April 11, 2003 – 40th Year of Pacem in Terris / Martyrs’ Day of the Diocese of Kidapawan/
Prayer Rally for Peace of the Diocese of the Kidapawan

Bishop Romulo Valles

My Dear people of God:
In these very difficult around the world and in the Diocese of Kidapawan, when war and armed confrontations continue to dominate; when fears and tears are ever present; when anger and hunger, death and diseases stalk countless families everywhere; when life is constantly threatened and its worth diminished; despair and hopeless seem to grip us, all because we do not have peace.
For decades now, suffering has continued to plague us here in Mindanao, for peace has not settled in our land.
Perhaps many of us have been drawn to taking up arms in our desire to bring about peace. It was perhaps in desperation that we yielded to the temptation to take the path of war to achieve peace.
But even in the midst of these difficulties and suffering, we are also aware of our precious identity as God’s children, and that we are men and women of faith. And being God’s children and being men and women of faith, we are to live together in peace. We are to be peacemakers. Blessed are the peacemakers, for they shall be called children of God. [Mt. 5.9]
These days, I invited us to sincerely and deeply examine ourselves if we have indeed lived up to the challenges that our identity and faith have set before us, as we dream of work of peace.
One of the most inspiring insights I have come across recently is our Holy Father’s Message on the World Day of Peace [January 1, 2003, no. 9]. He says:
“In the end, peace is not essentially about structures but about people. Certain structures and mechanisms of peace — juridical, political, economic — are of course necessary and do exist, but they have been derived from other the accumulated wisdom and experience of innumerable gestures of peace made by men and women throughout history who have kept hope and have given in to discouragement. Gestures of peace spring from the lives of people who foster peace first of all in their own hearts. They are the work of the heart and of reason in those who are peacemakers. ( cf. Mt. 5:9 ). Gestures of peace are possible when people appreciate fully the community dimension of their lives, so that they grasp the meaning and consequences of events in their own communities and in the world. Gestures of peace create a traditional and a culture of peace.
Religion has a vital role in fostering gestures of peace and in consolidating conditions for peace. It exercise this role all the more effectively if it concentrates on what is proper to it: attention to God, the fostering of universal brotherhood and the spreading of a culture of human solidarity.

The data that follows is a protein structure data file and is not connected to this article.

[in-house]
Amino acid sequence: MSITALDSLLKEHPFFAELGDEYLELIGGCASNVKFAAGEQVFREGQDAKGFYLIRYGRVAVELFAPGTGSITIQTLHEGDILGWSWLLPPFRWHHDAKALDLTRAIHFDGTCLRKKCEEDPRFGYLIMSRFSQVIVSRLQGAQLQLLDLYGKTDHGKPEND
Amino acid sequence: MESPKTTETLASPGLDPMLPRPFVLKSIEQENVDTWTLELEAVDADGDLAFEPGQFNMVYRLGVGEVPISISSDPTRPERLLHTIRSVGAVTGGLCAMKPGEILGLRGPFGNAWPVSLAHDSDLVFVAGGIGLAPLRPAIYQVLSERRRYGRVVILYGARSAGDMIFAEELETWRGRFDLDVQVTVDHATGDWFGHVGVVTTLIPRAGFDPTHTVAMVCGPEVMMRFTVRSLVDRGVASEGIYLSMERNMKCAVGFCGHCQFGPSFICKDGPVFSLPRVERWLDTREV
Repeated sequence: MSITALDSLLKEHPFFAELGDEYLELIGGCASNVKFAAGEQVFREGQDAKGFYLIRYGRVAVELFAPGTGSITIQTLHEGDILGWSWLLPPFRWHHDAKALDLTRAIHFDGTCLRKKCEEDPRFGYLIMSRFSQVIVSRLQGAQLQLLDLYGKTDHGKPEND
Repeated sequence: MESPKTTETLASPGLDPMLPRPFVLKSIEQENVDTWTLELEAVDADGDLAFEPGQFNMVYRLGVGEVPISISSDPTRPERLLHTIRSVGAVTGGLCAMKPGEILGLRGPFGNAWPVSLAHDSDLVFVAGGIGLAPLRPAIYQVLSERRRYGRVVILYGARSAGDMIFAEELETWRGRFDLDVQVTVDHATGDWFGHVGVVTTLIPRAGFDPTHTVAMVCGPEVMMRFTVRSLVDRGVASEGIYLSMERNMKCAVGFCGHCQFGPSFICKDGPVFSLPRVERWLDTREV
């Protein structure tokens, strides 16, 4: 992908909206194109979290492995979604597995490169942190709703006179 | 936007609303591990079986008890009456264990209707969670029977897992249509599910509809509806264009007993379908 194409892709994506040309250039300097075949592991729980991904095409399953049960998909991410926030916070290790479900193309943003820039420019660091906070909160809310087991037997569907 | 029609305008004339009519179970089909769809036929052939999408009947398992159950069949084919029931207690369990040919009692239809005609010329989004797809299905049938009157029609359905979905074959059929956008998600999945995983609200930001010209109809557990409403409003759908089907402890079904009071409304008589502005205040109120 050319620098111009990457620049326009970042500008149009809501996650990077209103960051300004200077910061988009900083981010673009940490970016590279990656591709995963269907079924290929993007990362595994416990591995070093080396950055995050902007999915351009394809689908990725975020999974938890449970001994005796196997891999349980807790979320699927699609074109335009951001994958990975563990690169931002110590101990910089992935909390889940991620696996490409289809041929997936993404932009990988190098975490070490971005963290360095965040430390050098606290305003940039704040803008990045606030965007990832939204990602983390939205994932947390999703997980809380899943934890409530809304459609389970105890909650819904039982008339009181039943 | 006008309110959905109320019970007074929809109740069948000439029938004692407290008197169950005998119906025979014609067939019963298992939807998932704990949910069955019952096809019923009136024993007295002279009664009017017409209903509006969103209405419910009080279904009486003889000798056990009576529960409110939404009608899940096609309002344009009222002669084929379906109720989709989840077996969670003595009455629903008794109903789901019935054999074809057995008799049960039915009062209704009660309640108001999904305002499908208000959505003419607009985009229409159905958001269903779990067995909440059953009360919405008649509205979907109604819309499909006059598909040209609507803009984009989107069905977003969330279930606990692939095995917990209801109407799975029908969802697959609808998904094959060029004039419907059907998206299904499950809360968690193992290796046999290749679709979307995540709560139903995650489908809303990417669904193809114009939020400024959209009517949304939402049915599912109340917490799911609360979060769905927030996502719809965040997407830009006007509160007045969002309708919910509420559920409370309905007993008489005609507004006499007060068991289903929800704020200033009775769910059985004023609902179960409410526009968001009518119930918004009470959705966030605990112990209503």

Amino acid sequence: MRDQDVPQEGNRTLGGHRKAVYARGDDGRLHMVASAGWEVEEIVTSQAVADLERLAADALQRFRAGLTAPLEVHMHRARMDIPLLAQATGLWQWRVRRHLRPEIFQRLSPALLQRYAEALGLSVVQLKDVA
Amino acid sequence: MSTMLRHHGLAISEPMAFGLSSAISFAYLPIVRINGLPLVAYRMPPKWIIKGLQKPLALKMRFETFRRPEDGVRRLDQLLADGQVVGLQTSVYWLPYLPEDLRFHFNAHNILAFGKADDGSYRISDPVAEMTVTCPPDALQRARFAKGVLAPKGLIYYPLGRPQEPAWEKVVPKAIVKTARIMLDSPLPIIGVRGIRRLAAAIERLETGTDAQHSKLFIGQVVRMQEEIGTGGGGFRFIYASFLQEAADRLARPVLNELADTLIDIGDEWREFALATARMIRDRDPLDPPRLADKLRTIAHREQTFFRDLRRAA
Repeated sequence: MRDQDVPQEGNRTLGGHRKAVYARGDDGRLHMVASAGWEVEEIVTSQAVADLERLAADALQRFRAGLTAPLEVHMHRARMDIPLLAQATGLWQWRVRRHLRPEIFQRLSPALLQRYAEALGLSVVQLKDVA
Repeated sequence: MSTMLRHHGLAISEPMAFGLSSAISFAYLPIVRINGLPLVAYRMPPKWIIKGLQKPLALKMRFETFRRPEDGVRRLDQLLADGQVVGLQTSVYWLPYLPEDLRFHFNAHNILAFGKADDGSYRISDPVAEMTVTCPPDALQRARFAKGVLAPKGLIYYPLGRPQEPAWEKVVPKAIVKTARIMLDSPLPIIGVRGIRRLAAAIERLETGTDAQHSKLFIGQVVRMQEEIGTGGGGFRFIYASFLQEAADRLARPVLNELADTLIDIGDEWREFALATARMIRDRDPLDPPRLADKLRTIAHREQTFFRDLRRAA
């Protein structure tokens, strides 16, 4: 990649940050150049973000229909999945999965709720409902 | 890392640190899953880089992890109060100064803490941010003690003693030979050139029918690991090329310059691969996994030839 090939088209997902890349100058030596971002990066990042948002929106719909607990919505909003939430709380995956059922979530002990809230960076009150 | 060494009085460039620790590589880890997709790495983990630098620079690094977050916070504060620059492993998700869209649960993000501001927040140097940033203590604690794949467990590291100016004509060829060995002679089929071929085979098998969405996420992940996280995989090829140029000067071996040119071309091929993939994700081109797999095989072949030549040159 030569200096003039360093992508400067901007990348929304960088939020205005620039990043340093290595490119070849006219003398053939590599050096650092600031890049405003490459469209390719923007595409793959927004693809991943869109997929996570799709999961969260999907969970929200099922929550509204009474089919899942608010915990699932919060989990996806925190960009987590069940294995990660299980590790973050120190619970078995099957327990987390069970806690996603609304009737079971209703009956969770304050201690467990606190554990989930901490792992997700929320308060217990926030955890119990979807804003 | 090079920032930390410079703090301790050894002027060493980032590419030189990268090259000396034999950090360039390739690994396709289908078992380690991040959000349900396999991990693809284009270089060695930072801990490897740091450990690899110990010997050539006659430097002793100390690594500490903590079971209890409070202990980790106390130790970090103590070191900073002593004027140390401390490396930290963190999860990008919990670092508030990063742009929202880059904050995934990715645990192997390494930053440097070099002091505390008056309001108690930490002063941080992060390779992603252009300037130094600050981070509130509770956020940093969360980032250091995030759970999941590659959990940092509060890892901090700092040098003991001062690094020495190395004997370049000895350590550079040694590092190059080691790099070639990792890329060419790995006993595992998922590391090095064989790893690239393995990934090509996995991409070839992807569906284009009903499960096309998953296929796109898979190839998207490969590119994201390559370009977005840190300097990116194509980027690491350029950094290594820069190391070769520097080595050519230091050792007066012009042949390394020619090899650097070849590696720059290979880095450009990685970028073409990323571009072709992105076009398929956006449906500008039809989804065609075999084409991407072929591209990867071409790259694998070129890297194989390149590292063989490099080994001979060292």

My brothers and sisters, this is my wish and prayer for peace one of us: that we be counted among those men and women throughout history who have kept hope and have not given in to discouragement in taking the path of peace; men and women committed to gestures of peace; men and women dedicated to nurturing the culture of peace.
It behaves us then to refrain from gestures and positions that we are far from being gestures of peace. We stay away from positions that demean gestures of peace such as “peace talks are useless and hopeless” and the like. We stay away from armed confrontations and the use of force to resolve conflicts. We stay away from every possible manipulation and propaganda that set up a stage of despair thus prevailing upon us to believe that war, armed confrontation is the only path to peace.
That is why, we are very much opposed to the holding of the Balikatan Exercises here in Cotabato. As we read closely the realities of our present situation here in the Diocese, a war exercise, such as the Balikatan Exercise, is far from being a gestures of peace. Being a war exercise, it glorifies, by its very nature, the war approach to peace. We do not agree with this.
To be at the negotiation table, to participate in peace talks with renewed vigor, fresh patience and firm determination, are, I am convinced, truly gestures of peace.
We urgently need this gestures of peace: we strongly encourage the parties concerned to go back to the negotiation table. Go back soon and head for peace with firm determination. We urgently need this gestures of peace. Not Balikatan!
We urgently need this gestures of peace: we loudly call on everyone, particularly those in authorities, to listen to the continuing cries and see the miserable plight of our people in the evacuation centers where fear, hunger, death, diseases, hopelessness, and trampling of human dignity abound. Listen to them and let them go back home soon. We urgently need this gesture of peace. Not Balikatan!
We urgently need this gestures of peace: we deeply plead to the parties concerned to declare a ceasefire! The horrible human casualty and the enormous destruction to property leave terrible anguish and further impoverish our people. Silence the guns! Listen to human voices pleading for peace. We urgently need this gesture of peace. Not Balikatan!
Brothers and sisters, let me end with this very first line of Pope John XXIII’s famous Encyclical Letter Pacem in Terris, spoken exactly forty years ago today [Pacem in Terris, published on April 11, 1963]: “Peace on earth, which all men of every era have most eagerly yearned for, can be firmly established and sustained only if the order laid down by God be dutifully observed.” [cf. Introduction, Pacem in Terris (Peace on Earth)]
Together, let us pray for peace:
God our Father,
your Word, Jesus Christ, spoke peace to a sinful world
and brought mankind the gift of reconciliation
by the suffering and death he endured.
Teach us, the people who bear his name,
to follow the example he gave us:
may our faith, hope and charity
turn hatred to love, conflict to peace, death to eternal life.
We ask this through Christ our Lord. Amen
[alternative Opening Prayer/ Fourth Sunday of Lent]